A group of about 170 lay leaders and supporters from Friends of the Israel Defense Forces (FIDF) recently returned from a seven-day trip in Israel
to show their support and appreciation, in person, to the women and men of the IDF.
FIDF was established in 1981 by a group of Holocaust survivors to provide financial support for the education and well-being of IDF soldiers and the families of fallen soldiers. It’s created about a dozen programs to support many aspects of a soldier’s military experience, including before, during and after his or her time of service.
“[Mission participants] directly see the impact of their support,” said Dr. Philip Berry, regional executive director for the Midatlantic FIDF chapter. “It’s important for the [soldiers] to understand they’re not just protecting Jews in Israel but Jews worldwide and also non-Jews — a strong growth point within the organization — and for them to know that there are people thousands of miles away who care so deeply for their well-being.”
The group visited several bases and met with dignitaries such as Israel’s newly elected President Reuven Rivlin and Lt. Gen. Benjamin Gantz, IDF chief of the general staff.
This was the sixth mission for Bobby Cohen, chairman of the Washington, D.C., FIDF chapter.
“This mission was really about the soldiers who fought in Gaza, their stories and their bravery,” said Cohen, 70, of Potomac. “At every dinner there were soldiers on crutches and with broken arms, but every single one wanted to get back to their units. That’s how unbelievably brave the kids are and how unbelievably positive the country was in supporting them in the war.”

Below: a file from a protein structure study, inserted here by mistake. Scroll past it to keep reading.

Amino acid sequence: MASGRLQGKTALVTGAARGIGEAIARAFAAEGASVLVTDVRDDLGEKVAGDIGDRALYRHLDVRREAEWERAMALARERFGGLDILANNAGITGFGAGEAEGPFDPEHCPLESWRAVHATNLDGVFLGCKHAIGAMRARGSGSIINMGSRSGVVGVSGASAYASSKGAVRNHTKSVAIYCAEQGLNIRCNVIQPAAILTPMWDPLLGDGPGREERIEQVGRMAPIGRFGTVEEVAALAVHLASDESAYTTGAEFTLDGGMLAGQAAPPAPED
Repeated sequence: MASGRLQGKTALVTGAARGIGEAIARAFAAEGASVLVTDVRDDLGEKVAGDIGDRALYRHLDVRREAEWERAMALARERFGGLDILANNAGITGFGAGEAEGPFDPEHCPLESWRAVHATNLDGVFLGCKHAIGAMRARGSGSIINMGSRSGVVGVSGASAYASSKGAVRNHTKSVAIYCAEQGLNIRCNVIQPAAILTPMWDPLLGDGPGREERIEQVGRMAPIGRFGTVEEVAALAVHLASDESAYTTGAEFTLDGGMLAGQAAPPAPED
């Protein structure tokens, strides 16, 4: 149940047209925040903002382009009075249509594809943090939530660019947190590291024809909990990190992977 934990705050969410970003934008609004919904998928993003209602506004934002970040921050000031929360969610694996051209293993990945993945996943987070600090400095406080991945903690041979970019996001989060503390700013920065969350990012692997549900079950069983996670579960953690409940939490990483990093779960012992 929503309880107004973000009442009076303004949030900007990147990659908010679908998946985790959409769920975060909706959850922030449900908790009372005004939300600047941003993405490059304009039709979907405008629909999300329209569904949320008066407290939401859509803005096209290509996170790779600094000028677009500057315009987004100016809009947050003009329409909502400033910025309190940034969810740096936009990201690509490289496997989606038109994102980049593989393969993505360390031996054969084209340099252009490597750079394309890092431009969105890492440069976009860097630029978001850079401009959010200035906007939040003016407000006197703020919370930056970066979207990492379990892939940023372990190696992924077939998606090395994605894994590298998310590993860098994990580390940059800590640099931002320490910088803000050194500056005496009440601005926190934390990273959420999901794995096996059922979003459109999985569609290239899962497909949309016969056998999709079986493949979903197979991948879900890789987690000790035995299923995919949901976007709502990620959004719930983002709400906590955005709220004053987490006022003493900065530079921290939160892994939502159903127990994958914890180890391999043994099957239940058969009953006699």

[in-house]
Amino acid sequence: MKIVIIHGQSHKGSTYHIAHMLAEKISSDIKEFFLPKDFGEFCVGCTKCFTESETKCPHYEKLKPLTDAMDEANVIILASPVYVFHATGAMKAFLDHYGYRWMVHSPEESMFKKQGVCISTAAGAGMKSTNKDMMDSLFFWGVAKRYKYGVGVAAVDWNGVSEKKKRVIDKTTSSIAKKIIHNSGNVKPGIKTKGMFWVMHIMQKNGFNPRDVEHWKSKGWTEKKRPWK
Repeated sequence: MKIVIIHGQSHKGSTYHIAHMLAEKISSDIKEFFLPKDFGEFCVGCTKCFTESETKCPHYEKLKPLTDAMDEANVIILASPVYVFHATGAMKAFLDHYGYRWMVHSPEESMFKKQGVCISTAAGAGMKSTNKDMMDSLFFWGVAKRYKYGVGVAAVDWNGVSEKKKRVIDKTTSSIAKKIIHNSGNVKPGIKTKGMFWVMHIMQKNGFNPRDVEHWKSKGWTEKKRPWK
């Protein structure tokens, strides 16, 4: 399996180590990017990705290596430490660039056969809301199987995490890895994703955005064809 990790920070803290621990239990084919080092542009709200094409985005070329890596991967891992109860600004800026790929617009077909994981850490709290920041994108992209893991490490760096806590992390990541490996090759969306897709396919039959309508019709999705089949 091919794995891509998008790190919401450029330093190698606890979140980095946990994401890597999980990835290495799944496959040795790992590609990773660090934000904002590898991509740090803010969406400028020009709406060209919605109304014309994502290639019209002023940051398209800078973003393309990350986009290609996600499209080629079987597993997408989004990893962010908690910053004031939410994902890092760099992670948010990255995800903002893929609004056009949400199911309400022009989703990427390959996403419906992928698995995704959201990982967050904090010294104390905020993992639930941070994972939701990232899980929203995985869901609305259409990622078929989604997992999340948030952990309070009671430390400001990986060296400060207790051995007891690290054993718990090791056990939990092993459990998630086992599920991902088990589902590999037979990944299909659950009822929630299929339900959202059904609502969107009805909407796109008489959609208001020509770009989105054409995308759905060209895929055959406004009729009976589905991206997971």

The group visited the newest IDF base being built in the Negev desert, an artillery base, an intelligence base, a navy base and an air force base complete with close-up views of F-16 aircraft.
Berry, who became involved with FIDF about two-and-a-half years ago when his son joined the Israeli military, said what really stood out during the visit was “the number of kids from around the world who volunteer and serve in the IDF” and that they “are so young but have such responsibilities compared with kids in the U.S., like commanding Iron Dome [batteries] and patrol boats.”
Cohen said a highlight for him is the opportunity to support the IMPACT program, which provides 1,000 academic scholarships per year to soldiers in need. At a final banquet gala, the group met some of the scholarship recipients.
“We met two of our soldiers,” said Cohen, who donates to the program with his wife, Lorraine. “[One of them] grabbed me around the neck and started crying. He’s studying to be an accountant. He wouldn’t let me go; he wouldn’t stop crying.”